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June 03 2018

The Surrealists’ Dance with Yup’ik Masks

The New York Review of Books

Gini Alhadeff of the New York Review of Books discusses the exhibition Moon Dancers: Yup’ik Masks and the Surrealists, organised by Di Donna Galleries in collaboration with Donald Ellis Gallery. The exhibition showcases ceremonial dance masks from the Yup’ik, an Indigenous people of the Arctic, alongside Surrealist paintings and sculpture by Yves Tanguy, André Masson, Joan Miró, Enrico Donati, Victor Brauner and Wolfgang Paalen. ‘The connection between the Surrealists’ works and the Indigenous Yup’ik artefacts is never direct,’ the author writes. ‘They seem, rather, to have drifted together naturally.’

Collecting Native American art was central to Surrealist thought and practice. According to scholar Marie Mauzé, the Yup’ik world was a ‘means of combating feelings of isolation.’ For many Surrealists who were seeking exile in North America following the horrors of the Second World War, Indigenous art offered a form of spiritual release from the modern world. Donald Ellis notes that the exhibition is ‘not so much about the way that the artists looked at the masks, but about the way the masks looked at the paintings.’ André Breton believed in the superiority of animals and spirits, and in the power of objects over humans.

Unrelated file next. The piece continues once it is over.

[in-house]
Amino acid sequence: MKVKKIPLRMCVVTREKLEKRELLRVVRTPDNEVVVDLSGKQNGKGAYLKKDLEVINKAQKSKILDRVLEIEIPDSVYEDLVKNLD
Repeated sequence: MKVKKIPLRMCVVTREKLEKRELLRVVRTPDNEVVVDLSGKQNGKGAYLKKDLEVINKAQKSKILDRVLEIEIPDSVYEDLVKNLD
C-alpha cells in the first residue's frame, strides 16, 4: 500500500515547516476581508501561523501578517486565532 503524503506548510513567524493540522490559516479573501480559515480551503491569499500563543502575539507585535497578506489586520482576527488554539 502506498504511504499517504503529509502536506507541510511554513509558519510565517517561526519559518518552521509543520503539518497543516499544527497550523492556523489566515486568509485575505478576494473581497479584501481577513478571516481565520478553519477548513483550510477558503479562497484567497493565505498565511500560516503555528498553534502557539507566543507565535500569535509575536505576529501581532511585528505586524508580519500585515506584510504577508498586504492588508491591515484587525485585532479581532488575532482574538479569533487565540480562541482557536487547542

As Alhadeff writes, ‘Freud had opened the way to thinking about the irrational. But just as Picasso’s “primitivism” wasn’t merely esthetic— primitivist objects seemed to contain a kind of power that was renewing all of Western representation—so, too, the Surrealists, like the Renaissance art historian Aby Warburg in his personal immersion in the Serpent rituals of the South-Western Pueblos, were keenly interested in a contact with a spirituality that did not shy away from the mysteries of physical life—through dreams, rituals, trances, magical and religious thinking—or from the paranormal intuitions of schizophrenics.’

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The Surrealists’ Dance with Yup’ik Masks